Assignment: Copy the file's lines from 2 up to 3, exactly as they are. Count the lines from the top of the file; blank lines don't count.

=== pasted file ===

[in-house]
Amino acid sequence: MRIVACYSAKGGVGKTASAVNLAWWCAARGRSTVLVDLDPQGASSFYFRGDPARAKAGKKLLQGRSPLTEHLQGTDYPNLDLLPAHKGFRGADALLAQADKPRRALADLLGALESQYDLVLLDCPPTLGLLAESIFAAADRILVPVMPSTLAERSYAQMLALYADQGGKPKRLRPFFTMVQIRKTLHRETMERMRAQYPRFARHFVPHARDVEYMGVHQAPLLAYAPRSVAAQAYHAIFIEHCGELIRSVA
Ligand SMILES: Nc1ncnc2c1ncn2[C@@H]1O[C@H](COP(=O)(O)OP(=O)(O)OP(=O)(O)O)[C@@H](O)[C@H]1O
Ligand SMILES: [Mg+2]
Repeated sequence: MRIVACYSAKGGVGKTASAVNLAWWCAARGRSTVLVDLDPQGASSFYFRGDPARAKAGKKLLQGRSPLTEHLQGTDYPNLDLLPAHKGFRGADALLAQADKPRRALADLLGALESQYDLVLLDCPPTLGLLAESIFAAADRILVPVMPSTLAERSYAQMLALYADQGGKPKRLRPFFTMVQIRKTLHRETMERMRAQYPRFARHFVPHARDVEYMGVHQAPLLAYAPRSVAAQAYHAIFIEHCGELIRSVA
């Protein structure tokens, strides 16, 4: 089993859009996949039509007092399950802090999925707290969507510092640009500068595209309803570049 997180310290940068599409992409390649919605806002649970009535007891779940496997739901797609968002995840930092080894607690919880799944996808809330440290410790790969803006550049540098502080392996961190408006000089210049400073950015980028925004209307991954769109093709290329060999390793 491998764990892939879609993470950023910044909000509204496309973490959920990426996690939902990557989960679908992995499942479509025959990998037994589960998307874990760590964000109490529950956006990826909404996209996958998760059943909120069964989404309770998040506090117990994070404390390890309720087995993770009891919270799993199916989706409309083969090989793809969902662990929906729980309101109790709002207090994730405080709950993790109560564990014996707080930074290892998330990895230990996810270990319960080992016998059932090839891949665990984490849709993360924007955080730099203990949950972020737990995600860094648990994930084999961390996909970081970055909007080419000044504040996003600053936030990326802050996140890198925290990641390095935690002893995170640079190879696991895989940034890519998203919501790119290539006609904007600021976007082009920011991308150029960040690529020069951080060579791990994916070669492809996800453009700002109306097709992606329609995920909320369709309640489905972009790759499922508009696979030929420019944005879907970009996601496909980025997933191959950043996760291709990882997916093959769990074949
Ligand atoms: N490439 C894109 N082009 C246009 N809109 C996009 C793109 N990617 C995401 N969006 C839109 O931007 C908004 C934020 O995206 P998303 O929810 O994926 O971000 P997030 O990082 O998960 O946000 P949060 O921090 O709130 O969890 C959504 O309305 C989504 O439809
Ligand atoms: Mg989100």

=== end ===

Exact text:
Amino acid sequence: MRIVACYSAKGGVGKTASAVNLAWWCAARGRSTVLVDLDPQGASSFYFRGDPARAKAGKKLLQGRSPLTEHLQGTDYPNLDLLPAHKGFRGADALLAQADKPRRALADLLGALESQYDLVLLDCPPTLGLLAESIFAAADRILVPVMPSTLAERSYAQMLALYADQGGKPKRLRPFFTMVQIRKTLHRETMERMRAQYPRFARHFVPHARDVEYMGVHQAPLLAYAPRSVAAQAYHAIFIEHCGELIRSVA
Ligand SMILES: Nc1ncnc2c1ncn2[C@@H]1O[C@H](COP(=O)(O)OP(=O)(O)OP(=O)(O)O)[C@@H](O)[C@H]1O